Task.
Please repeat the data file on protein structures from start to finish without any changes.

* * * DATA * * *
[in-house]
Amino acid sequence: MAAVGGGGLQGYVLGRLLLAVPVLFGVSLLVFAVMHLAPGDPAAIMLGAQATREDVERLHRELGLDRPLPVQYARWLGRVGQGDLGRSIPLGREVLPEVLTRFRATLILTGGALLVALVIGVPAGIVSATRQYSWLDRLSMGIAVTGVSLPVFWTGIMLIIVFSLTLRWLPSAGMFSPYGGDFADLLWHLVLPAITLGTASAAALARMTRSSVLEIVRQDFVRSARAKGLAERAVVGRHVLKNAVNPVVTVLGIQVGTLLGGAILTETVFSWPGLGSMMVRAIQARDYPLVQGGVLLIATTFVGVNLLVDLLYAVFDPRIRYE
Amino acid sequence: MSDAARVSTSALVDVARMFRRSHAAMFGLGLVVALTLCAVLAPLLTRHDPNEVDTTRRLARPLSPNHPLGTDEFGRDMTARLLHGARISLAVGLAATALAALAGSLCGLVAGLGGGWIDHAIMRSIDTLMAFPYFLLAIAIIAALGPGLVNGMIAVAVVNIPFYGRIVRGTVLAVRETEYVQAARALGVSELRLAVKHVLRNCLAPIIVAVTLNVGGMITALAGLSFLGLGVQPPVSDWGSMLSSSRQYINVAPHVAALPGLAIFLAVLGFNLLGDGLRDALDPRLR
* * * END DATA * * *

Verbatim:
[in-house]
Amino acid sequence: MAAVGGGGLQGYVLGRLLLAVPVLFGVSLLVFAVMHLAPGDPAAIMLGAQATREDVERLHRELGLDRPLPVQYARWLGRVGQGDLGRSIPLGREVLPEVLTRFRATLILTGGALLVALVIGVPAGIVSATRQYSWLDRLSMGIAVTGVSLPVFWTGIMLIIVFSLTLRWLPSAGMFSPYGGDFADLLWHLVLPAITLGTASAAALARMTRSSVLEIVRQDFVRSARAKGLAERAVVGRHVLKNAVNPVVTVLGIQVGTLLGGAILTETVFSWPGLGSMMVRAIQARDYPLVQGGVLLIATTFVGVNLLVDLLYAVFDPRIRYE
Amino acid sequence: MSDAARVSTSALVDVARMFRRSHAAMFGLGLVVALTLCAVLAPLLTRHDPNEVDTTRRLARPLSPNHPLGTDEFGRDMTARLLHGARISLAVGLAATALAALAGSLCGLVAGLGGGWIDHAIMRSIDTLMAFPYFLLAIAIIAALGPGLVNGMIAVAVVNIPFYGRIVRGTVLAVRETEYVQAARALGVSELRLAVKHVLRNCLAPIIVAVTLNVGGMITALAGLSFLGLGVQPPVSDWGSMLSSSRQYINVAPHVAALPGLAIFLAVLGFNLLGDGLRDALDPRLR